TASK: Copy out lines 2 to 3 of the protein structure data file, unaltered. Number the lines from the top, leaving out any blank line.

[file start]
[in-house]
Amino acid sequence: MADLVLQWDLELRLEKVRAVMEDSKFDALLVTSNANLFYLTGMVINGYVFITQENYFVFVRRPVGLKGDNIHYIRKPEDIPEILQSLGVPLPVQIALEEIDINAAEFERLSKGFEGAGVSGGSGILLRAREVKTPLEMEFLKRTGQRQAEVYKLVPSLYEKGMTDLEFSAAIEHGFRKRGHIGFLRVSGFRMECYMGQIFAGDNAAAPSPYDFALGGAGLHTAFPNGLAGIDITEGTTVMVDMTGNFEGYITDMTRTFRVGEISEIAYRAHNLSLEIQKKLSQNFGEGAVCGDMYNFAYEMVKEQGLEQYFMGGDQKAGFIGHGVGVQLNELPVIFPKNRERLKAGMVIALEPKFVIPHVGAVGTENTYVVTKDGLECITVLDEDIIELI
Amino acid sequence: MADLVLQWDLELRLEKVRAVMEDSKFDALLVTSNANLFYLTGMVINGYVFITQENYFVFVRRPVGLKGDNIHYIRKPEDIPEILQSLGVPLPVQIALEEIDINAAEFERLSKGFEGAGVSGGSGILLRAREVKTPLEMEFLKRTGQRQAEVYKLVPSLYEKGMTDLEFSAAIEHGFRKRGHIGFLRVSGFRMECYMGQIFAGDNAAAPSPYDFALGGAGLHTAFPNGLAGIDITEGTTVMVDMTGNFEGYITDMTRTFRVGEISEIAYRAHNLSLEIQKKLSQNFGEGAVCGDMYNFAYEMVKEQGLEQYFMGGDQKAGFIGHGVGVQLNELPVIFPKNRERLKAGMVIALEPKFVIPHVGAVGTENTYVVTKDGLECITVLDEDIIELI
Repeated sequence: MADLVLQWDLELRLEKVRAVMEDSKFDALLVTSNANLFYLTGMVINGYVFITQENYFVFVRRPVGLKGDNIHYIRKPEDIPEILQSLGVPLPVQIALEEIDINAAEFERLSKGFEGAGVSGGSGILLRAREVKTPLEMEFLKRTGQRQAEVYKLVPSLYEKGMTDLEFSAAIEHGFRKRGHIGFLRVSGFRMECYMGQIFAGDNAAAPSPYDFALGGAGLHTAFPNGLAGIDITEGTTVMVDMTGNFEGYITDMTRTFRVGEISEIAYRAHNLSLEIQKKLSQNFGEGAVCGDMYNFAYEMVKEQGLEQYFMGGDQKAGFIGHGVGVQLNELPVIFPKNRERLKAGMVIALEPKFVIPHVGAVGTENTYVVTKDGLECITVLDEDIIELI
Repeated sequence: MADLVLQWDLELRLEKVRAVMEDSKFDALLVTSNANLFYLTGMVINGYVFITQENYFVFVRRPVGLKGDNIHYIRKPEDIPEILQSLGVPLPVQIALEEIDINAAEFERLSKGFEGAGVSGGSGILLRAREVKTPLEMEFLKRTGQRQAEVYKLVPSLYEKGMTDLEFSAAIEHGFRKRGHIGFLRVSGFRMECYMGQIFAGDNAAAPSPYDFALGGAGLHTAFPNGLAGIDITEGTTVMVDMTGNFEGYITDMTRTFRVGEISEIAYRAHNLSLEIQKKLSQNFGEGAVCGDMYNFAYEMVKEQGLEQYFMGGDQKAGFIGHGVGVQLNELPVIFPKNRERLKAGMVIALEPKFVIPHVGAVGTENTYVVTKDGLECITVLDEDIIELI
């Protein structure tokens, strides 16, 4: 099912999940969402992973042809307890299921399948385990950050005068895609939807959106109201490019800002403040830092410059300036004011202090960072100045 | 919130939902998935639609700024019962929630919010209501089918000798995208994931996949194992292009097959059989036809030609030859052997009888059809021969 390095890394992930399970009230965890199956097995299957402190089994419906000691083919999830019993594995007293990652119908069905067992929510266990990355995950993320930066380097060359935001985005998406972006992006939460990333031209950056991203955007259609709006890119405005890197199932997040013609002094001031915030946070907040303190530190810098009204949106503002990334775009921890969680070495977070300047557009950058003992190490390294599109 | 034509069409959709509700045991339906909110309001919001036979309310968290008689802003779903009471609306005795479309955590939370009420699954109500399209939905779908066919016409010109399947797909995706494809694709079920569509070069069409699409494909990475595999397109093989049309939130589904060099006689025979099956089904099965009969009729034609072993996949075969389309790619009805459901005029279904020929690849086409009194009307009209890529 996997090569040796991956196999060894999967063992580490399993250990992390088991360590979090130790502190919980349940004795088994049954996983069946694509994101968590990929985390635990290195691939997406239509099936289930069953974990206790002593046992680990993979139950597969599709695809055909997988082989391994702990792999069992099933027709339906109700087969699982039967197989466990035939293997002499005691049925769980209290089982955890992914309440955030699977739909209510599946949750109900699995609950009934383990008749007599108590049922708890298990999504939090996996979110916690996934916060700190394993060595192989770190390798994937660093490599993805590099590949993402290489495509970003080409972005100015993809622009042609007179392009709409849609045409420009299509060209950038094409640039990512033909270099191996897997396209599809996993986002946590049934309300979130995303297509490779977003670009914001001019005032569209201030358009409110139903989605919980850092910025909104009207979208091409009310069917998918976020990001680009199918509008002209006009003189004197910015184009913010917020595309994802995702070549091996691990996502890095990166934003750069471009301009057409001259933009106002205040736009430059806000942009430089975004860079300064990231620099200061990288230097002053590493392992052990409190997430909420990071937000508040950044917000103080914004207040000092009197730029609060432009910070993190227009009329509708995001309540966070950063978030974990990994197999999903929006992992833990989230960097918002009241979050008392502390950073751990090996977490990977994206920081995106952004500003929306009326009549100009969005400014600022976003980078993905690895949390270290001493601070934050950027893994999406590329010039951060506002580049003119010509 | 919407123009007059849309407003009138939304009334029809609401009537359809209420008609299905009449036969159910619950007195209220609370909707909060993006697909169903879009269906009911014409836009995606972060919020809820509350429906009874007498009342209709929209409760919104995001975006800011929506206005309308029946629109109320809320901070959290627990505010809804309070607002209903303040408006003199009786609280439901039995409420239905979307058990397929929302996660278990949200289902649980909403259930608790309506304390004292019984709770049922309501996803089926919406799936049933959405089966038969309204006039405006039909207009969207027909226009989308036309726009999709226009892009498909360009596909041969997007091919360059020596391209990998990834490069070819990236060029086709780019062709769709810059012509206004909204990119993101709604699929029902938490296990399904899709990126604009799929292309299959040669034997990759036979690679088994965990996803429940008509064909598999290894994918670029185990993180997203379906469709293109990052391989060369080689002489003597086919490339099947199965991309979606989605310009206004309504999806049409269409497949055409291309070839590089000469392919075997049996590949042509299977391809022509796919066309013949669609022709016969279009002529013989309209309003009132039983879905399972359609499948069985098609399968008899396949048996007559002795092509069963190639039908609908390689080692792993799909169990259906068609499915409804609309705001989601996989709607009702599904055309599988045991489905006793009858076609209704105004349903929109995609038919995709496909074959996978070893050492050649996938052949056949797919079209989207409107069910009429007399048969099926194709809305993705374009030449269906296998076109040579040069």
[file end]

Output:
Amino acid sequence: MADLVLQWDLELRLEKVRAVMEDSKFDALLVTSNANLFYLTGMVINGYVFITQENYFVFVRRPVGLKGDNIHYIRKPEDIPEILQSLGVPLPVQIALEEIDINAAEFERLSKGFEGAGVSGGSGILLRAREVKTPLEMEFLKRTGQRQAEVYKLVPSLYEKGMTDLEFSAAIEHGFRKRGHIGFLRVSGFRMECYMGQIFAGDNAAAPSPYDFALGGAGLHTAFPNGLAGIDITEGTTVMVDMTGNFEGYITDMTRTFRVGEISEIAYRAHNLSLEIQKKLSQNFGEGAVCGDMYNFAYEMVKEQGLEQYFMGGDQKAGFIGHGVGVQLNELPVIFPKNRERLKAGMVIALEPKFVIPHVGAVGTENTYVVTKDGLECITVLDEDIIELI
Amino acid sequence: MADLVLQWDLELRLEKVRAVMEDSKFDALLVTSNANLFYLTGMVINGYVFITQENYFVFVRRPVGLKGDNIHYIRKPEDIPEILQSLGVPLPVQIALEEIDINAAEFERLSKGFEGAGVSGGSGILLRAREVKTPLEMEFLKRTGQRQAEVYKLVPSLYEKGMTDLEFSAAIEHGFRKRGHIGFLRVSGFRMECYMGQIFAGDNAAAPSPYDFALGGAGLHTAFPNGLAGIDITEGTTVMVDMTGNFEGYITDMTRTFRVGEISEIAYRAHNLSLEIQKKLSQNFGEGAVCGDMYNFAYEMVKEQGLEQYFMGGDQKAGFIGHGVGVQLNELPVIFPKNRERLKAGMVIALEPKFVIPHVGAVGTENTYVVTKDGLECITVLDEDIIELI